Big bikes are buzzing in India.
Suzuki announced a club for its big bike owners: Suzuki Biking Lords
British brand Triumph is launching next week. American Harley Davidson announced two new bikes last week, to be built in the US and India. Japanese Kawasaki launched two super Ninjas earlier this year. And on Sunday, samurai Suzuki, perhaps the quietest player in the superbike (bikes with 1,000 cc-plus engines) category, announced a club for its big bike owners: the Suzuki Biking Lords.
A bikers’ club is not unknown — Delhi, for instance, has one called the Group of Delhi Superbikers, or GODS, a private group established way back in 1998. Harley has the Harley Owners’ Group or HOGs, which is a global phenomenon. Little wonder, then, that riders have high hopes of Suzuki’s initiative.
Said Atul Gupta, executive vice-president, Suzuki Motorcycles India Ltd: “We are looking at it as an interface between bike owners and the company. We have developed a mobile app that becomes a closed social media group — owners can meet, coordinate rides, share experiences and pictures etc. And using it, they can also get in touch with the company, instantly.”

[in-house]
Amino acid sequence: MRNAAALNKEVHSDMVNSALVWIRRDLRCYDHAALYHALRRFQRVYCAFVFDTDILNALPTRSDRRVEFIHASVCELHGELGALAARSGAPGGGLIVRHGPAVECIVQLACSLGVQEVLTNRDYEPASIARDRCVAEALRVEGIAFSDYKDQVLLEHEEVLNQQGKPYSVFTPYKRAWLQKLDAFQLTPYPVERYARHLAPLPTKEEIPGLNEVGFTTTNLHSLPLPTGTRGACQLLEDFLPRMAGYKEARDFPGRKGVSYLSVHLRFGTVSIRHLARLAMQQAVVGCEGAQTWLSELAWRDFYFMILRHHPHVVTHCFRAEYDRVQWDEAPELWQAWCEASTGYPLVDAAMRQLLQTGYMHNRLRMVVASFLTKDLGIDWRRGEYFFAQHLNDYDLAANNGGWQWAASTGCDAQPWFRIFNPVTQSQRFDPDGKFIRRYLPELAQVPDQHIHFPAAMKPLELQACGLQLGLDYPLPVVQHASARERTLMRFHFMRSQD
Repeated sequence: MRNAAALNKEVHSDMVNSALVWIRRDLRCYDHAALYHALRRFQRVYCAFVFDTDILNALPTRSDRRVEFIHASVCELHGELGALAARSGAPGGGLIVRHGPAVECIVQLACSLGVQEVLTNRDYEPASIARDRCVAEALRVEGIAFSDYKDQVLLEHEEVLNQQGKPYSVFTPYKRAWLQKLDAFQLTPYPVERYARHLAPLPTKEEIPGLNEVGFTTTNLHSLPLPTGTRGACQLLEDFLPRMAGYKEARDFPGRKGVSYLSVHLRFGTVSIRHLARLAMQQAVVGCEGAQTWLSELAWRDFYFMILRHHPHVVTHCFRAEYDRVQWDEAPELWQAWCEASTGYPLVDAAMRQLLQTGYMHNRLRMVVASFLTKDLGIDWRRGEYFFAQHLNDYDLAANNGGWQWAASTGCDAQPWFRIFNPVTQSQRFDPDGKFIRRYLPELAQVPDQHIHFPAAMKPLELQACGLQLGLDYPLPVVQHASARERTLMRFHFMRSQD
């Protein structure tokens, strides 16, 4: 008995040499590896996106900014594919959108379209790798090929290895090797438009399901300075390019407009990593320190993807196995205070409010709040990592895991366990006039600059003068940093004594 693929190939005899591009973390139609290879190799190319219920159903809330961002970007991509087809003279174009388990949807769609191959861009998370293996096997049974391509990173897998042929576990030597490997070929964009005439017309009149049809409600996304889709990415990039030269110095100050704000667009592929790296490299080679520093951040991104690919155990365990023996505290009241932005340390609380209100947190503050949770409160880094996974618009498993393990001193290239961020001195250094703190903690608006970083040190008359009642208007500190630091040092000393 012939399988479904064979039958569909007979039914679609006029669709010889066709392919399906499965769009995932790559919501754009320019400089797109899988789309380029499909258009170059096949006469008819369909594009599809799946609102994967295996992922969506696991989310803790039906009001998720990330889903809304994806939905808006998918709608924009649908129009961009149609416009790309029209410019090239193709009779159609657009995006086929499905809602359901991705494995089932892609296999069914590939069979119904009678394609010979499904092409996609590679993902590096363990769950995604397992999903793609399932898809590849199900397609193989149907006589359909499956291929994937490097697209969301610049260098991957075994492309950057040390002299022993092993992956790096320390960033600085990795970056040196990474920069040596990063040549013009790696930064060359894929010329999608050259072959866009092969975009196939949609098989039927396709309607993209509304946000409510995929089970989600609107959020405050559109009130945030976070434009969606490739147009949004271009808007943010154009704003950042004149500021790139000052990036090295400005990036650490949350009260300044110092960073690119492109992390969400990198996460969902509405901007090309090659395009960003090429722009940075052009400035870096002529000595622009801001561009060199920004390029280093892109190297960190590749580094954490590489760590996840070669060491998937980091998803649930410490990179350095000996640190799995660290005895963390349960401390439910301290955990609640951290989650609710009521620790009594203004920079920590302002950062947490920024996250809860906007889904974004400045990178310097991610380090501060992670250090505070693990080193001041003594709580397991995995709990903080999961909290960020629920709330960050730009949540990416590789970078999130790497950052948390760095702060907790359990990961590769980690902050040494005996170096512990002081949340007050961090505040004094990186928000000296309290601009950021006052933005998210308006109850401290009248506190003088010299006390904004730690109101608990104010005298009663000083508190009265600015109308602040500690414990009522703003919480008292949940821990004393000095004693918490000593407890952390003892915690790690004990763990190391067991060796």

Said Dr Arun Thareja, head of ENT at Maharaja Agrasen Hospital in Punjabi Bagh and founder of GODS: “Suzuki has the biggest range of superbikes in India apart from Harley, so this is a welcome initiative.”
He felt that most big bike brands have little visibility, including globally revered ones such as Ducati, which is defunct in the country, and BMW, whose products are “unreasonably priced”.
Said Arvind Nachaya, director at Citi, Mumbai and owner of a Suzuki Hayabusa, “This club is important for Suzuki. With many brands coming in, they need to build brand loyalty, and this will help in that.”
“Let us see what Triumph does,” said Thareja. “If they get pricing right, the market is theirs for the taking.
Though local assembling can bring prices down, Suzuki’s Gupta said they have no plans to take that route as the volumes don’t justify it. If the new club does well, a plant may come at a later stage.